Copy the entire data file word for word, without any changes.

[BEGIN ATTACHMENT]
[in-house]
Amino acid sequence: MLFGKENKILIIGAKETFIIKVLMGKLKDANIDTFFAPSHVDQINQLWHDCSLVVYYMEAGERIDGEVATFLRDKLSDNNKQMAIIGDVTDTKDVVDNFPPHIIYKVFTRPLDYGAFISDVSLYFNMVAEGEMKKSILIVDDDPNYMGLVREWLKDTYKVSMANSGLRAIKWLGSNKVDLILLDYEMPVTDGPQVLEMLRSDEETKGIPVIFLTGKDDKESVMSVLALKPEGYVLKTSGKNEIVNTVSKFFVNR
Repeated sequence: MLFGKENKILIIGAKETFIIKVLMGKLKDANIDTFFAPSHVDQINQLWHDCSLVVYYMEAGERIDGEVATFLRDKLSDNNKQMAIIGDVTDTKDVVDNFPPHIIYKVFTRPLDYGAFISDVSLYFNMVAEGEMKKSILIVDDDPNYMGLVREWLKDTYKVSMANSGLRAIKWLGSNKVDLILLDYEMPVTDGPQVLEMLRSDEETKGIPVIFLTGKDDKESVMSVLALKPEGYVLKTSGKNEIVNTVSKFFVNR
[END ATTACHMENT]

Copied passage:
[in-house]
Amino acid sequence: MLFGKENKILIIGAKETFIIKVLMGKLKDANIDTFFAPSHVDQINQLWHDCSLVVYYMEAGERIDGEVATFLRDKLSDNNKQMAIIGDVTDTKDVVDNFPPHIIYKVFTRPLDYGAFISDVSLYFNMVAEGEMKKSILIVDDDPNYMGLVREWLKDTYKVSMANSGLRAIKWLGSNKVDLILLDYEMPVTDGPQVLEMLRSDEETKGIPVIFLTGKDDKESVMSVLALKPEGYVLKTSGKNEIVNTVSKFFVNR
Repeated sequence: MLFGKENKILIIGAKETFIIKVLMGKLKDANIDTFFAPSHVDQINQLWHDCSLVVYYMEAGERIDGEVATFLRDKLSDNNKQMAIIGDVTDTKDVVDNFPPHIIYKVFTRPLDYGAFISDVSLYFNMVAEGEMKKSILIVDDDPNYMGLVREWLKDTYKVSMANSGLRAIKWLGSNKVDLILLDYEMPVTDGPQVLEMLRSDEETKGIPVIFLTGKDDKESVMSVLALKPEGYVLKTSGKNEIVNTVSKFFVNR